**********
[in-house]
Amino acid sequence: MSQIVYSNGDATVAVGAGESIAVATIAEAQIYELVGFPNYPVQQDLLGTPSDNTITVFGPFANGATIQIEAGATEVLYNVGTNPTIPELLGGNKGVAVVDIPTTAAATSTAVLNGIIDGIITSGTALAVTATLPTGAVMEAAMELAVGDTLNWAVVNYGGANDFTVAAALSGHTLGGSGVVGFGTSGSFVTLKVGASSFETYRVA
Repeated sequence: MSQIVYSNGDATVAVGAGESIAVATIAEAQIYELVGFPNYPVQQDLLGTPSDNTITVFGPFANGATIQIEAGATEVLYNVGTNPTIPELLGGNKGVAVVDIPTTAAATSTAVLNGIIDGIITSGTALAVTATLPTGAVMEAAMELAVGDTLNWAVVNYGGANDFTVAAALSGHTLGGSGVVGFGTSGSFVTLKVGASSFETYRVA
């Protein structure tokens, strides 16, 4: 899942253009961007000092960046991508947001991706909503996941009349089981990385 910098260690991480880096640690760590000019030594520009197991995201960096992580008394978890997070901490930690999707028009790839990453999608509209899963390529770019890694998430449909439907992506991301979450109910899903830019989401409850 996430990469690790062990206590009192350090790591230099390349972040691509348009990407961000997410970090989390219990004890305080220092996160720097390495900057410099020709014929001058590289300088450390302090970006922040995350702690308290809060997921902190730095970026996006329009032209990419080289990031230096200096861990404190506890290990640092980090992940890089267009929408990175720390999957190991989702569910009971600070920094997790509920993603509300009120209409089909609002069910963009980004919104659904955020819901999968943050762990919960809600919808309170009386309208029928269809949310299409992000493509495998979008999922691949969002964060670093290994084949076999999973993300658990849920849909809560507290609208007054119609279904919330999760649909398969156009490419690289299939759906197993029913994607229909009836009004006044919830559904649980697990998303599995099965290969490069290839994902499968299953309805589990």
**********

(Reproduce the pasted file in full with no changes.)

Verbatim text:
[in-house]
Amino acid sequence: MSQIVYSNGDATVAVGAGESIAVATIAEAQIYELVGFPNYPVQQDLLGTPSDNTITVFGPFANGATIQIEAGATEVLYNVGTNPTIPELLGGNKGVAVVDIPTTAAATSTAVLNGIIDGIITSGTALAVTATLPTGAVMEAAMELAVGDTLNWAVVNYGGANDFTVAAALSGHTLGGSGVVGFGTSGSFVTLKVGASSFETYRVA
Repeated sequence: MSQIVYSNGDATVAVGAGESIAVATIAEAQIYELVGFPNYPVQQDLLGTPSDNTITVFGPFANGATIQIEAGATEVLYNVGTNPTIPELLGGNKGVAVVDIPTTAAATSTAVLNGIIDGIITSGTALAVTATLPTGAVMEAAMELAVGDTLNWAVVNYGGANDFTVAAALSGHTLGGSGVVGFGTSGSFVTLKVGASSFETYRVA
């Protein structure tokens, strides 16, 4: 899942253009961007000092960046991508947001991706909503996941009349089981990385 910098260690991480880096640690760590000019030594520009197991995201960096992580008394978890997070901490930690999707028009790839990453999608509209899963390529770019890694998430449909439907992506991301979450109910899903830019989401409850 996430990469690790062990206590009192350090790591230099390349972040691509348009990407961000997410970090989390219990004890305080220092996160720097390495900057410099020709014929001058590289300088450390302090970006922040995350702690308290809060997921902190730095970026996006329009032209990419080289990031230096200096861990404190506890290990640092980090992940890089267009929408990175720390999957190991989702569910009971600070920094997790509920993603509300009120209409089909609002069910963009980004919104659904955020819901999968943050762990919960809600919808309170009386309208029928269809949310299409992000493509495998979008999922691949969002964060670093290994084949076999999973993300658990849920849909809560507290609208007054119609279904919330999760649909398969156009490419690289299939759906197993029913994607229909009836009004006044919830559904649980697990998303599995099965290969490069290839994902499968299953309805589990």